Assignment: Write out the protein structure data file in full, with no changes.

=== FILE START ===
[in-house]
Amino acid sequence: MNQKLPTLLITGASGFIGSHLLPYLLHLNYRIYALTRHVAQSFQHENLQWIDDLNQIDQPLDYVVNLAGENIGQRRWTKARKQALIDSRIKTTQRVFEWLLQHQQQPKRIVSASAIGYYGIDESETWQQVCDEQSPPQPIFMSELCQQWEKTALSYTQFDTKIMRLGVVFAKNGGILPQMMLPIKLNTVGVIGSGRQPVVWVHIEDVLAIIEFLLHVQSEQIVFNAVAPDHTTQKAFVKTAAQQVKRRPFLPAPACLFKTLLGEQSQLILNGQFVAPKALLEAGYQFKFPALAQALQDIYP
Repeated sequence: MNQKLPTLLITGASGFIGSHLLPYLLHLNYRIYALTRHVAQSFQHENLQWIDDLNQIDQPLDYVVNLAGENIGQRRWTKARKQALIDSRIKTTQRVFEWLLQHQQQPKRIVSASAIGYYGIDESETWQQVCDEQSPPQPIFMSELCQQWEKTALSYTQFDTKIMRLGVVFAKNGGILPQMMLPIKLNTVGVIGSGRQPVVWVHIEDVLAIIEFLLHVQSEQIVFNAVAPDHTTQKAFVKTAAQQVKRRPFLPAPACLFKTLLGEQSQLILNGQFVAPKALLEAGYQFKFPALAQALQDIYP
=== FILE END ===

[in-house]
Amino acid sequence: MNQKLPTLLITGASGFIGSHLLPYLLHLNYRIYALTRHVAQSFQHENLQWIDDLNQIDQPLDYVVNLAGENIGQRRWTKARKQALIDSRIKTTQRVFEWLLQHQQQPKRIVSASAIGYYGIDESETWQQVCDEQSPPQPIFMSELCQQWEKTALSYTQFDTKIMRLGVVFAKNGGILPQMMLPIKLNTVGVIGSGRQPVVWVHIEDVLAIIEFLLHVQSEQIVFNAVAPDHTTQKAFVKTAAQQVKRRPFLPAPACLFKTLLGEQSQLILNGQFVAPKALLEAGYQFKFPALAQALQDIYP
Repeated sequence: MNQKLPTLLITGASGFIGSHLLPYLLHLNYRIYALTRHVAQSFQHENLQWIDDLNQIDQPLDYVVNLAGENIGQRRWTKARKQALIDSRIKTTQRVFEWLLQHQQQPKRIVSASAIGYYGIDESETWQQVCDEQSPPQPIFMSELCQQWEKTALSYTQFDTKIMRLGVVFAKNGGILPQMMLPIKLNTVGVIGSGRQPVVWVHIEDVLAIIEFLLHVQSEQIVFNAVAPDHTTQKAFVKTAAQQVKRRPFLPAPACLFKTLLGEQSQLILNGQFVAPKALLEAGYQFKFPALAQALQDIYP